The tragedy for the US leadership that buys this strategy is that they appear to be blinded so much by their own passion that they cannot break free of it to save themselves.

This is not the first time that such events have happened to an empire. It happened in Rome; it happened for England; and it happened for the shorter-lived empires of Nazi Germany and ISIS. It happens every time that someone in power becomes afraid to lose it, and when the forces that propelled that rise to power no longer are present. The US is a superpower without a reason to be a superpower.

That can be very dangerous.

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Even a Vacuous Mueller Report Won’t End ‘Russiagate’

Too many reputations and other interests are vested in the legend for it to vanish from American politics anytime soon.

Stephen Cohen

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Authored by Stephen Cohen via The Nation:


Russiagate allegations that the Kremlin has a subversive hold over President Trump, and even put him in the White House, have poisoned American political life for almost three years. Among other afflictions, it has inspired an array of media malpractices, virtually criminalized anti–Cold War thinking about Russia, and distorted the priorities of the Democratic Party. And this leaves aside the woeful impact Russiagate has had in Moscow—on its policymakers’ perception of the US as a reliable partner on mutually vital strategic issues and on Russian democrats who once looked to the American political system as one to be emulated, a loss of “illusions” I previously reported.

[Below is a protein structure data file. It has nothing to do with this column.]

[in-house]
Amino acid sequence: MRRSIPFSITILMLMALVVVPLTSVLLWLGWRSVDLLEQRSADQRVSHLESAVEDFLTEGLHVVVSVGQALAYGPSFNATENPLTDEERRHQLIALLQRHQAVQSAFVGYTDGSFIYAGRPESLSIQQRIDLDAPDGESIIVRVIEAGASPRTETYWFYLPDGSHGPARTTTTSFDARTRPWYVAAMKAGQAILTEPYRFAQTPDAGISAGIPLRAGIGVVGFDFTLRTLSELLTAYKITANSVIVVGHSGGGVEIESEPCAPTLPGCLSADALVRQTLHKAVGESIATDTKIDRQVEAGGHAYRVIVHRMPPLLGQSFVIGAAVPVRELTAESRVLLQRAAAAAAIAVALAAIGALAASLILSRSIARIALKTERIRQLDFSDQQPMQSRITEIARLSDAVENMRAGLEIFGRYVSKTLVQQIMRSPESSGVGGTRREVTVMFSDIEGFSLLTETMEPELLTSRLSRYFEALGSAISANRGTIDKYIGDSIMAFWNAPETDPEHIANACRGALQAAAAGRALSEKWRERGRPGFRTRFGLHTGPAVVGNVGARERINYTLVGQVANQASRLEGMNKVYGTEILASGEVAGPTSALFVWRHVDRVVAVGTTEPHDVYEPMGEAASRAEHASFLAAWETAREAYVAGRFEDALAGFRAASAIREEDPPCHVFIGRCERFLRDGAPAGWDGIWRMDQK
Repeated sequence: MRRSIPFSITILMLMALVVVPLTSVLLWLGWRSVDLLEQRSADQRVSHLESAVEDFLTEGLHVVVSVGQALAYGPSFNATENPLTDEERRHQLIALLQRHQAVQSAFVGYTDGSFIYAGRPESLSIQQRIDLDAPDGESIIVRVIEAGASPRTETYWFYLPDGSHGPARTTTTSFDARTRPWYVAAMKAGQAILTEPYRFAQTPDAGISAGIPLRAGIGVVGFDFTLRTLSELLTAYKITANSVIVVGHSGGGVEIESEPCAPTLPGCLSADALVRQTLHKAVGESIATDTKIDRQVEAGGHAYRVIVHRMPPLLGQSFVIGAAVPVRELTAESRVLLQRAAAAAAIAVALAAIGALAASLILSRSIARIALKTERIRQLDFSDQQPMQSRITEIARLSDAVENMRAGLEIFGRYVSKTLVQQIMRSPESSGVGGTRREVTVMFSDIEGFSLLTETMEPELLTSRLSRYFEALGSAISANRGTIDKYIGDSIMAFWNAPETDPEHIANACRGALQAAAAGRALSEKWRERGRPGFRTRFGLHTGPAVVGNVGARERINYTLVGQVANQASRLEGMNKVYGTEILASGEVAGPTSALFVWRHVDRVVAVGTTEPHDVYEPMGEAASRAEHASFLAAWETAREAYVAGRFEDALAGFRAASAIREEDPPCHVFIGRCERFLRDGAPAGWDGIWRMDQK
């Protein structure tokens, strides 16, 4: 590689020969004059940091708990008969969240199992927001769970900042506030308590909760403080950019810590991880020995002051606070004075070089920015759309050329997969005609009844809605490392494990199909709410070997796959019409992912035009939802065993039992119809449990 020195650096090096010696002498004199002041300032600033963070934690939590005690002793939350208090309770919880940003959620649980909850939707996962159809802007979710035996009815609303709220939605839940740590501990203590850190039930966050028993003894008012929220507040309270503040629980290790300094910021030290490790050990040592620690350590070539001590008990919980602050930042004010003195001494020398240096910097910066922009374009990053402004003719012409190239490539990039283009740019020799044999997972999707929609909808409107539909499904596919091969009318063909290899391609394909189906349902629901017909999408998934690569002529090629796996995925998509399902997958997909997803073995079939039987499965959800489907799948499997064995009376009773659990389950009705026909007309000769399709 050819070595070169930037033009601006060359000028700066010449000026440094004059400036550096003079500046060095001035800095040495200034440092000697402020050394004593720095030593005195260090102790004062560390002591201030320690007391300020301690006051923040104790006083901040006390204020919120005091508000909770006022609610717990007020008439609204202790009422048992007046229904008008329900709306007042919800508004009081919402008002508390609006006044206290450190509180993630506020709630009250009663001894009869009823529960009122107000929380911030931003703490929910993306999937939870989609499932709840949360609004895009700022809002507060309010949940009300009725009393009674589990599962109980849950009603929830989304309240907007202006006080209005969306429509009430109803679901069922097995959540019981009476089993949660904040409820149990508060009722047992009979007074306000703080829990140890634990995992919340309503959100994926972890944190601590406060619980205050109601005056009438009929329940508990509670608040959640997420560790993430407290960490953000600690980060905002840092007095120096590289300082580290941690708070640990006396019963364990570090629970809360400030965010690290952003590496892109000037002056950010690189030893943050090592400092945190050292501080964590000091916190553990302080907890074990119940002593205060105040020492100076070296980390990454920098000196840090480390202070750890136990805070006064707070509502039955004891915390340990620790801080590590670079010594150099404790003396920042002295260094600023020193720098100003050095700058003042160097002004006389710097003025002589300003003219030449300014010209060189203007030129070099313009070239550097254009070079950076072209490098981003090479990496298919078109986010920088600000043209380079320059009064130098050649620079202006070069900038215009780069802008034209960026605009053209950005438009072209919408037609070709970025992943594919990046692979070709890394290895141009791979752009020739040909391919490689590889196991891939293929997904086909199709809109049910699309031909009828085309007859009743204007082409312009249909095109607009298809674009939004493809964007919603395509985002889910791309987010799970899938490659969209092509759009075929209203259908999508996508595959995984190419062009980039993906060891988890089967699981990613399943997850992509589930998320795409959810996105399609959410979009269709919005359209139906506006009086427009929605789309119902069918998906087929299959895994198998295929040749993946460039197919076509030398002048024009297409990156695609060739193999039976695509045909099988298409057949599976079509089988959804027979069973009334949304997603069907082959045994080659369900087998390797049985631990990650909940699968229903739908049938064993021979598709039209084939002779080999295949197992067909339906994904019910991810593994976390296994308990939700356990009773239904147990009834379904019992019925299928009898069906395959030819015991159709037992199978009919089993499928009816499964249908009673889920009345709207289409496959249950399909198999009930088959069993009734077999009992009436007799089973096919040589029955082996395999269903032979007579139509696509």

Contrary to many expectations, even if the Mueller report, said to be impending, finds, as did a Senate committee recently, “no direct evidence of conspiracy between the Trump campaign and Russia,” Russiagate allegations are unlikely to dissipate in the near future and certainly not before the 2020 presidential election.

There are several reasons this is so, foremost among them the following:

  1. The story of a “Kremlin puppet” in the White House is so fabulous and unprecedented it is certain to become a tenacious political legend, as have others in American history despite the absence of any supporting evidence.
  2. The careers of many previously semi-obscure Democratic members of Congress have been greatly enhanced—if that is the right word—by their aggressive promotion of Russiagate. (Think, for example, of the ubiquitous media coverage and cable-television appearances awarded to Representatives Adam Schiff, Eric Swalwell, and Maxine Walters, and to Senators Mark Warner and Richard Blumenthal.) If Mueller fails to report “collusion” of real political substance, these and other Russiagate zealots, as well as their supporters in the media, will need to reinterpret run-of-the-mill (and bipartisan) financial corruption and mundane “contacts with Russia” as somehow treasonous. (The financial-corruption convictions of Paul Manafort, Mueller’s single “big win” to date, did not charge “collusion” and had to do mainly with Ukraine, not Russia.) Having done so already, there is every reason to think Democrats will politicize these charges again, if only for the sake of their own careers. Witness, for example, the scores of summonses promised by Jerrold Nadler, the new Democratic chair of the House Judiciary Committee.